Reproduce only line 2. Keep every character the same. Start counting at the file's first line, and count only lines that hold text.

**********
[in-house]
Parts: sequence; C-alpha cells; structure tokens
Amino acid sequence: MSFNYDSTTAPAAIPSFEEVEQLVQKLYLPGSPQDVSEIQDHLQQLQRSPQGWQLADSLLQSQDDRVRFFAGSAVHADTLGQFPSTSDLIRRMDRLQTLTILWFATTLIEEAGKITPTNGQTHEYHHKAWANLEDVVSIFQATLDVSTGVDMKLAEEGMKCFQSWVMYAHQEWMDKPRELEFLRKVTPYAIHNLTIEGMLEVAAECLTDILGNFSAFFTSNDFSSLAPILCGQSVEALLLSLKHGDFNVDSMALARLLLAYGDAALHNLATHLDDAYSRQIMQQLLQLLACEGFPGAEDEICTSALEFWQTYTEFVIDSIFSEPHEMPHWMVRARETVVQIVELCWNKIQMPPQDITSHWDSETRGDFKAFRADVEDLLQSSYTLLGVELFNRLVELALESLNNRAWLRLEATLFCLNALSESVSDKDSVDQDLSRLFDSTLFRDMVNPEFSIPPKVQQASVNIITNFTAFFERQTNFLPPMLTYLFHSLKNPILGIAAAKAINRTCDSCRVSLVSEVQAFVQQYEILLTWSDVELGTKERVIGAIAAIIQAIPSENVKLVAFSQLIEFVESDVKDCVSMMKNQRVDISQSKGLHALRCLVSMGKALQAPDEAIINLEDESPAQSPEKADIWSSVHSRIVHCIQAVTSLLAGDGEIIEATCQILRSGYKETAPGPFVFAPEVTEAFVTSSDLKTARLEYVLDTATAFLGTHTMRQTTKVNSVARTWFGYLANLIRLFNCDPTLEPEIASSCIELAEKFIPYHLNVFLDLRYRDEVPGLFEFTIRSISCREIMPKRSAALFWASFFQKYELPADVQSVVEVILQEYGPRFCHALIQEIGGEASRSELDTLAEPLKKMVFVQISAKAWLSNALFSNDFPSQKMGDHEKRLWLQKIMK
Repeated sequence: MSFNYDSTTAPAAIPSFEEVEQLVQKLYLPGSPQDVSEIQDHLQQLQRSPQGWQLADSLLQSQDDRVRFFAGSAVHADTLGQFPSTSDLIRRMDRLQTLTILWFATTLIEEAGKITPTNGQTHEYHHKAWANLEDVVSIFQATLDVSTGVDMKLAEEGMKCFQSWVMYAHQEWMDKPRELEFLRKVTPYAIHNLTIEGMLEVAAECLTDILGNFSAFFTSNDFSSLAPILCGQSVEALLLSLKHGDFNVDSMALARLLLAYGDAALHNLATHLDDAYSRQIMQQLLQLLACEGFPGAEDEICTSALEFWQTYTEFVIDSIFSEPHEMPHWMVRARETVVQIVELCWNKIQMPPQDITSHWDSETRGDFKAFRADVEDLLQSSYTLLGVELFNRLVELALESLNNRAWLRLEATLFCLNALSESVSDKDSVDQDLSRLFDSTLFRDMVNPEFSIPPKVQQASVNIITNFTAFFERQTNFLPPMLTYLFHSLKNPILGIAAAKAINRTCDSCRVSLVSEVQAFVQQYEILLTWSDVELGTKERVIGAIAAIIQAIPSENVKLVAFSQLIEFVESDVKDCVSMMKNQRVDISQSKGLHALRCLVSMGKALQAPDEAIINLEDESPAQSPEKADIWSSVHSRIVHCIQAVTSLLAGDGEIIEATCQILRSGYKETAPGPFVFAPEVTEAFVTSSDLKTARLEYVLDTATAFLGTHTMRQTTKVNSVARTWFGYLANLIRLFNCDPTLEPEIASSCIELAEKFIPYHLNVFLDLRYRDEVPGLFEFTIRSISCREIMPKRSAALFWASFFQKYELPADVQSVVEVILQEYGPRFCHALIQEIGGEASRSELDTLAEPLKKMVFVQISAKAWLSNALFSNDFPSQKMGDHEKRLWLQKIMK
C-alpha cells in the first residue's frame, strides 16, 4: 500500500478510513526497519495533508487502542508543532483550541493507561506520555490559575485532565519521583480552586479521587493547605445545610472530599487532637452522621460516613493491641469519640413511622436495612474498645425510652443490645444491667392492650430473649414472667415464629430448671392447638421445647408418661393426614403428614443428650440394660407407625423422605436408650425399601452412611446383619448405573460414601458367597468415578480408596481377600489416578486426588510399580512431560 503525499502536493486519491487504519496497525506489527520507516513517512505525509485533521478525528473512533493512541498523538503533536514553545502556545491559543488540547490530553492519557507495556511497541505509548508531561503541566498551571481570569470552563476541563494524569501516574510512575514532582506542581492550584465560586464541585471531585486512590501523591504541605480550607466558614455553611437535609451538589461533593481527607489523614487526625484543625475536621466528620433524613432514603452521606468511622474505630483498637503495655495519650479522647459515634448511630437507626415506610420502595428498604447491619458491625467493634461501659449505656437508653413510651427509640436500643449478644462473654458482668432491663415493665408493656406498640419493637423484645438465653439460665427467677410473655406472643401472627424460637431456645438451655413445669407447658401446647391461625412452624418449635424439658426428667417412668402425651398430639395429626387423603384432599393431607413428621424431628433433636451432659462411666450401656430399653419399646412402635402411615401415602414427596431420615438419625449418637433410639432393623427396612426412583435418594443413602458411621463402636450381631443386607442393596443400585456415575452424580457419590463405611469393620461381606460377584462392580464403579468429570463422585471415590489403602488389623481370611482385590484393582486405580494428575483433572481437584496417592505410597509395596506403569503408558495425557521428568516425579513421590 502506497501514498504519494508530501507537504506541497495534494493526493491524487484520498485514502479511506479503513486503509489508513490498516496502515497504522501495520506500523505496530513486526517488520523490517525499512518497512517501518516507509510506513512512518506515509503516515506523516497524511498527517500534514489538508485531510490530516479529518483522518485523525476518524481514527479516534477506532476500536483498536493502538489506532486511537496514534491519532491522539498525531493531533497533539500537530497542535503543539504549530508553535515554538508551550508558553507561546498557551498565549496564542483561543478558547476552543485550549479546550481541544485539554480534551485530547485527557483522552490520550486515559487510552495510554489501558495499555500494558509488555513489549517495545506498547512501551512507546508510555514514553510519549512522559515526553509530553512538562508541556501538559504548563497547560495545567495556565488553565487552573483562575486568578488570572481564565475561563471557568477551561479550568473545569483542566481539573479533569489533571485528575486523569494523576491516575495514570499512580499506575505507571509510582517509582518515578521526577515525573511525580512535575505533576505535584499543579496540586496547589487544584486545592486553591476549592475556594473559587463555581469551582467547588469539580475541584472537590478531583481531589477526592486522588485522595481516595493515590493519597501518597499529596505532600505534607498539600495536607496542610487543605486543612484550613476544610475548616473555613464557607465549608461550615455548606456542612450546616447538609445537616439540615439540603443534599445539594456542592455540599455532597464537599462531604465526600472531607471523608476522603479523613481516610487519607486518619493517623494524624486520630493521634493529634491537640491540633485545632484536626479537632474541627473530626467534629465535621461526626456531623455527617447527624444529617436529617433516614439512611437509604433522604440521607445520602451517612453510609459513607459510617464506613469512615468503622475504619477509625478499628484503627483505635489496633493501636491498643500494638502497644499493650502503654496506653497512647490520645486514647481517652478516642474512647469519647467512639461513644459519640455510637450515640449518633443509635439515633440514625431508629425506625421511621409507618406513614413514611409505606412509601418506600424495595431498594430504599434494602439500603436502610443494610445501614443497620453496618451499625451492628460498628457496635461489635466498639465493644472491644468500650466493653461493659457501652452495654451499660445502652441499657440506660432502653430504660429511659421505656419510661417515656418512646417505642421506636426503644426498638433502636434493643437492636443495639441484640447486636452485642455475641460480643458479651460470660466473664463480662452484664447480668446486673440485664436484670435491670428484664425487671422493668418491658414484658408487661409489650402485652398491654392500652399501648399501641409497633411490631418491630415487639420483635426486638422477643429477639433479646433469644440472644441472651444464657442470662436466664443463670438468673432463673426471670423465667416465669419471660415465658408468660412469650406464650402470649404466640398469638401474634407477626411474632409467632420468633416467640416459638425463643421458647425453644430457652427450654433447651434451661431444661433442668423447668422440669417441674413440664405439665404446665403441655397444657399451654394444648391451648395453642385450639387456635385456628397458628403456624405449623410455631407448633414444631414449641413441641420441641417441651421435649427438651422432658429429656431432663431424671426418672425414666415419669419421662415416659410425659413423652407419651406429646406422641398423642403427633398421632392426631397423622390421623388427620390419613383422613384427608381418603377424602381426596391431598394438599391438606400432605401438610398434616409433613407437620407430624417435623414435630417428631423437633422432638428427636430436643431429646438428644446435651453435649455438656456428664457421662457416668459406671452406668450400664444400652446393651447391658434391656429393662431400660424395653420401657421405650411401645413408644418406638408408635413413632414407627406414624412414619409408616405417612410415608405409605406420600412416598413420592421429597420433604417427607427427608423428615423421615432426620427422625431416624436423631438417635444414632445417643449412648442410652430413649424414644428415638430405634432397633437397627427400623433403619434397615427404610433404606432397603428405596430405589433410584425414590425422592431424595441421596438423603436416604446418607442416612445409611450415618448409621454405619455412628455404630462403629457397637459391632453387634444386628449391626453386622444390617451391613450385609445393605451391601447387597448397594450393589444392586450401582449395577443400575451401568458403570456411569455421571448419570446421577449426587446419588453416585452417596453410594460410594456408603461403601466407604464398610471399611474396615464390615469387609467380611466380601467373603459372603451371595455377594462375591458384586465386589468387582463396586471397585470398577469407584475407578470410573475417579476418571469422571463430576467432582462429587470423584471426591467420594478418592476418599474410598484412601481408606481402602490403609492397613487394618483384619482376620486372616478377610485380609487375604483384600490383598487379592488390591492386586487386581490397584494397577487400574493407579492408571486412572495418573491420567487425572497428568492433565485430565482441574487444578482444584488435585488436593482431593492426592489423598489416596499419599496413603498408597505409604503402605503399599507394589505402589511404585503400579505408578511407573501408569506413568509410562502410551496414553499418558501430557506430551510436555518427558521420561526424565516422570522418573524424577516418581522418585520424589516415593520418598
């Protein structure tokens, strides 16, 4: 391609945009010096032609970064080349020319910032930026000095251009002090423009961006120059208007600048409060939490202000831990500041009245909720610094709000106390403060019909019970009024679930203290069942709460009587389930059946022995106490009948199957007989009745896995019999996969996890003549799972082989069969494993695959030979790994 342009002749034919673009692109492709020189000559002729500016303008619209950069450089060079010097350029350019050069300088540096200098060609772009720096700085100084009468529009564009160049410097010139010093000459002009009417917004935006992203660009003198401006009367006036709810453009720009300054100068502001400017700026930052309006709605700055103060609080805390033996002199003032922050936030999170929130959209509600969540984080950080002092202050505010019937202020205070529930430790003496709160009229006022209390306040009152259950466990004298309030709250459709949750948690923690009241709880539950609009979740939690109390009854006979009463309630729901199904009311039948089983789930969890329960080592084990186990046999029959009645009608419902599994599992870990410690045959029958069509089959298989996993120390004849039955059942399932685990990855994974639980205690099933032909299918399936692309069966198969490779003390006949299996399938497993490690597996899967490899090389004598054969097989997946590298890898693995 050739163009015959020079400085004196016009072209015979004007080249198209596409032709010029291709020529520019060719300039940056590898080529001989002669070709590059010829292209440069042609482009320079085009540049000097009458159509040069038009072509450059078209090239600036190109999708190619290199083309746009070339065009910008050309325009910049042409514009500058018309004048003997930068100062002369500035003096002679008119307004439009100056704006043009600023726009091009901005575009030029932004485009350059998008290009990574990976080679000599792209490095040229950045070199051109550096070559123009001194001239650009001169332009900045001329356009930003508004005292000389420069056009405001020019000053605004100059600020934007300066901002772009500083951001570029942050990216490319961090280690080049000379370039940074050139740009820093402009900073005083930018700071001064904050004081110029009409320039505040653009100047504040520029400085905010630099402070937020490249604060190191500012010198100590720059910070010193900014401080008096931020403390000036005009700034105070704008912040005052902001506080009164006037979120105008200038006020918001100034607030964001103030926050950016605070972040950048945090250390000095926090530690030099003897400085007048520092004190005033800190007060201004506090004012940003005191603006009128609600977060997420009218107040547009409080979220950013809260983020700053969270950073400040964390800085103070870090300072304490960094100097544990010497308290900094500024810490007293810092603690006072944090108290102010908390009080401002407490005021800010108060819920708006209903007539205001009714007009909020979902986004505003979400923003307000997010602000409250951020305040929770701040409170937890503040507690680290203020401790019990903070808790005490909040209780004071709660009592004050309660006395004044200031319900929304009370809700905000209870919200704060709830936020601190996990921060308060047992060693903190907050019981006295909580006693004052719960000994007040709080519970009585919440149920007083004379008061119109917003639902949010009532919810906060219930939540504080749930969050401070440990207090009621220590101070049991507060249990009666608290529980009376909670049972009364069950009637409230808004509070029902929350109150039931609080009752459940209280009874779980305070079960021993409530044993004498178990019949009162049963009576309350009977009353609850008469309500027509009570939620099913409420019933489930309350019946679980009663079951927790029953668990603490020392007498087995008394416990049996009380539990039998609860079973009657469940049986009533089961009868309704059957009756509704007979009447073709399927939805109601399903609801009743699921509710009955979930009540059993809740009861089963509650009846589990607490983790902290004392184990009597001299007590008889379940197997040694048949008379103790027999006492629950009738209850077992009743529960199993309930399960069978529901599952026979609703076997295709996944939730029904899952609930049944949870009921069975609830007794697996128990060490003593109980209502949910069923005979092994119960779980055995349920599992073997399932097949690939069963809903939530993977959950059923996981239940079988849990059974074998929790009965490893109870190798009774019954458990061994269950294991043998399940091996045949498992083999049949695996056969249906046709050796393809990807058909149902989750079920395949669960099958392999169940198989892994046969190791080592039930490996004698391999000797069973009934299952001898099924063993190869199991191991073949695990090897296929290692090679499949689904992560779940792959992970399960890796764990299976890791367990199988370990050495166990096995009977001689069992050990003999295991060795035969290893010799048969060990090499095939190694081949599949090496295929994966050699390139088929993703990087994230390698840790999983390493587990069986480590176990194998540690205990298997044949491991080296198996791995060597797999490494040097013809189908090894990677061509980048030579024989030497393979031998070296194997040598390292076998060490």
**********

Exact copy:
Parts: sequence; C-alpha cells; structure tokens